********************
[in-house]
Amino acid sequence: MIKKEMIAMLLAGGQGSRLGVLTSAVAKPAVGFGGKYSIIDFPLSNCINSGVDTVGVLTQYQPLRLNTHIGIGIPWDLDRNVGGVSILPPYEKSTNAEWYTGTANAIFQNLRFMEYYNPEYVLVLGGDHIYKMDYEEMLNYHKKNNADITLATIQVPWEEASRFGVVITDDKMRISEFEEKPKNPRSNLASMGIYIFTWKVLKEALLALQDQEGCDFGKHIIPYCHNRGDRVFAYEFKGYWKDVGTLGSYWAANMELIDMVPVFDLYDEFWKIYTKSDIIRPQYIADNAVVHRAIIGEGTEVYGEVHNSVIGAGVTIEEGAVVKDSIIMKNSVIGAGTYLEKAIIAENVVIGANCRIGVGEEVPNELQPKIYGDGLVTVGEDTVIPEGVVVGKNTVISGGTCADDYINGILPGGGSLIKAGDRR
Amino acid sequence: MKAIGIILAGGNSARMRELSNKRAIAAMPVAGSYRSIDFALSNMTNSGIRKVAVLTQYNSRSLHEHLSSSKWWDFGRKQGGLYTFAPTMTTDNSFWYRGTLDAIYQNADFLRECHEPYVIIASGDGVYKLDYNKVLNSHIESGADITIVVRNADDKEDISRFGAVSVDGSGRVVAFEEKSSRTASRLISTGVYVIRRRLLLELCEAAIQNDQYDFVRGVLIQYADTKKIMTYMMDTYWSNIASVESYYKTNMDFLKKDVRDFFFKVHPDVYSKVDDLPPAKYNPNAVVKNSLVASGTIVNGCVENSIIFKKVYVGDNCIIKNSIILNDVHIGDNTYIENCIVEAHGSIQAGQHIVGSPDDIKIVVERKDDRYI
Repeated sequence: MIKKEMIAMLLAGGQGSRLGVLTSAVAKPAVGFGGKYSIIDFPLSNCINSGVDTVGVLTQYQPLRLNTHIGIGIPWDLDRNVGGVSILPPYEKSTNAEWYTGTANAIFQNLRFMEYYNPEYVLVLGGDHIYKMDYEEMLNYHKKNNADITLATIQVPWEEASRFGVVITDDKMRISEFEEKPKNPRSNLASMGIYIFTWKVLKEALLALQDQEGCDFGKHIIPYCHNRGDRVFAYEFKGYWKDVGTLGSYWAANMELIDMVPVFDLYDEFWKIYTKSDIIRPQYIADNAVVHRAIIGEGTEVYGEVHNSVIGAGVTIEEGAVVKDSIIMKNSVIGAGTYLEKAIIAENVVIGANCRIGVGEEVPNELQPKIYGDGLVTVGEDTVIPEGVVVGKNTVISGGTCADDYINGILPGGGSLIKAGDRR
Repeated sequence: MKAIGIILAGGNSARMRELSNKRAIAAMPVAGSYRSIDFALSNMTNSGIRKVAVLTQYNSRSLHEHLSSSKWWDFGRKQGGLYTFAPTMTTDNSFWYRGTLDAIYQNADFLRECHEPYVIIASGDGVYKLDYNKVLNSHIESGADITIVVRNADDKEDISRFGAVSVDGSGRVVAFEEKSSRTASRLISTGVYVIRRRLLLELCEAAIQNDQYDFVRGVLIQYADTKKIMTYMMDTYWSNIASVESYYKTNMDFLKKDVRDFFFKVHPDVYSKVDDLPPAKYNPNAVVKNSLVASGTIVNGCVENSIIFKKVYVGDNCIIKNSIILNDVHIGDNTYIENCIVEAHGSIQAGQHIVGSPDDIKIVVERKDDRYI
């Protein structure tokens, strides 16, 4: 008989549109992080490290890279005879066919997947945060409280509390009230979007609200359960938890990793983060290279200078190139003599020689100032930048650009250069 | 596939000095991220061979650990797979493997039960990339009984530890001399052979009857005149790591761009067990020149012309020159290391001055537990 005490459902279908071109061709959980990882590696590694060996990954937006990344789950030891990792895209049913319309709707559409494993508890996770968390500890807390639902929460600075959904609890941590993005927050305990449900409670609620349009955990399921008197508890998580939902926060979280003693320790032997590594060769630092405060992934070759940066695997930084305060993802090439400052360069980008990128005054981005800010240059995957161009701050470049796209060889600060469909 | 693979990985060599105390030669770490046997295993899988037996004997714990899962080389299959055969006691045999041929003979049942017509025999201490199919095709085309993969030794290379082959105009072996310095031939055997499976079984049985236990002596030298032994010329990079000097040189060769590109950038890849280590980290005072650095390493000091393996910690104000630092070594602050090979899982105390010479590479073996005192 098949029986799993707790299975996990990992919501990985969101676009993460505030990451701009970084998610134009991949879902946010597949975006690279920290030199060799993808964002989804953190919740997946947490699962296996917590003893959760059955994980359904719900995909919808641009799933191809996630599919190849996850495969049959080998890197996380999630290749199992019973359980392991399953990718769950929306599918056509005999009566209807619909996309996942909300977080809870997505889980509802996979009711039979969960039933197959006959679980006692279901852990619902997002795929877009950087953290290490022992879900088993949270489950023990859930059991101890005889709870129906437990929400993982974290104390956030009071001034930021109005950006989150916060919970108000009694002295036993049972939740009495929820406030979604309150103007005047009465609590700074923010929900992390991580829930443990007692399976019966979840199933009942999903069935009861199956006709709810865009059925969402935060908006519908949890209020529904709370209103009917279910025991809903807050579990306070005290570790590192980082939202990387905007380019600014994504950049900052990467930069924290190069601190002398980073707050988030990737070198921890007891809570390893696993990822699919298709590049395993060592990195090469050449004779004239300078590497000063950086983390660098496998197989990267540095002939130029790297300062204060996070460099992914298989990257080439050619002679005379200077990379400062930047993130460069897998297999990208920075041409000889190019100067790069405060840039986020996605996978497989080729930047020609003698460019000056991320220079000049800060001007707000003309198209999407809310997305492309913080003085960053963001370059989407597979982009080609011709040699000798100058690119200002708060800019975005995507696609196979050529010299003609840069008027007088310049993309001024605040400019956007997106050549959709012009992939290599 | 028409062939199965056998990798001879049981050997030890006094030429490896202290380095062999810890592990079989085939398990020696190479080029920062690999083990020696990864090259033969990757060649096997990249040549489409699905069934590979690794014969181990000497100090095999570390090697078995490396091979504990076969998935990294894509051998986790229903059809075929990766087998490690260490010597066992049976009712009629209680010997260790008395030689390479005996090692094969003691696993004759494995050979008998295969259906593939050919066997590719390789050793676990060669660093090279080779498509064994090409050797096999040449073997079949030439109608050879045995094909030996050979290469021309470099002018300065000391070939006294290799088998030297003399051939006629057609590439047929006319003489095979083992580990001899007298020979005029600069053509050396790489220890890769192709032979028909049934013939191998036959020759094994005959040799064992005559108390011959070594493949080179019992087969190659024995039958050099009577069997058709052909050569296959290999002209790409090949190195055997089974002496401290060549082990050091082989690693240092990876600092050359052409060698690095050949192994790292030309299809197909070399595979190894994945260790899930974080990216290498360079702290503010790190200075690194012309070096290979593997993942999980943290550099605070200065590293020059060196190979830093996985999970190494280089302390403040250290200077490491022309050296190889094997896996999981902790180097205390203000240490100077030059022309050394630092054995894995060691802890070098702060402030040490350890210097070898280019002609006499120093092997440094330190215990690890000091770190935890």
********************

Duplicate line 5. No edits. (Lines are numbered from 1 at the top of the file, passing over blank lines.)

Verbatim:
Repeated sequence: MKAIGIILAGGNSARMRELSNKRAIAAMPVAGSYRSIDFALSNMTNSGIRKVAVLTQYNSRSLHEHLSSSKWWDFGRKQGGLYTFAPTMTTDNSFWYRGTLDAIYQNADFLRECHEPYVIIASGDGVYKLDYNKVLNSHIESGADITIVVRNADDKEDISRFGAVSVDGSGRVVAFEEKSSRTASRLISTGVYVIRRRLLLELCEAAIQNDQYDFVRGVLIQYADTKKIMTYMMDTYWSNIASVESYYKTNMDFLKKDVRDFFFKVHPDVYSKVDDLPPAKYNPNAVVKNSLVASGTIVNGCVENSIIFKKVYVGDNCIIKNSIILNDVHIGDNTYIENCIVEAHGSIQAGQHIVGSPDDIKIVVERKDDRYI